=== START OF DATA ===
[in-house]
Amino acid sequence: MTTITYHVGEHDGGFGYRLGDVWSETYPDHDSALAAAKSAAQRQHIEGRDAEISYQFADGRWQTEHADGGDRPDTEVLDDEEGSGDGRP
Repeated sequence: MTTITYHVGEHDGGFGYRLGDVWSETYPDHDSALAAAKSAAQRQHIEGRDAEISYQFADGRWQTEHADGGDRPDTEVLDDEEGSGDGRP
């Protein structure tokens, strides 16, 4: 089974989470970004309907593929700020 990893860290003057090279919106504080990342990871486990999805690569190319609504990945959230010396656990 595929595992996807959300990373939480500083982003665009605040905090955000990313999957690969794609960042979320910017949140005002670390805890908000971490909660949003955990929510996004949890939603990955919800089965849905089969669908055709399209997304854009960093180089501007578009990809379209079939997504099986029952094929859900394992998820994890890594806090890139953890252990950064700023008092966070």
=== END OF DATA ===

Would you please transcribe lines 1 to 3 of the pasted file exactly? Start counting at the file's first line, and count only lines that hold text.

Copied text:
[in-house]
Amino acid sequence: MTTITYHVGEHDGGFGYRLGDVWSETYPDHDSALAAAKSAAQRQHIEGRDAEISYQFADGRWQTEHADGGDRPDTEVLDDEEGSGDGRP
Repeated sequence: MTTITYHVGEHDGGFGYRLGDVWSETYPDHDSALAAAKSAAQRQHIEGRDAEISYQFADGRWQTEHADGGDRPDTEVLDDEEGSGDGRP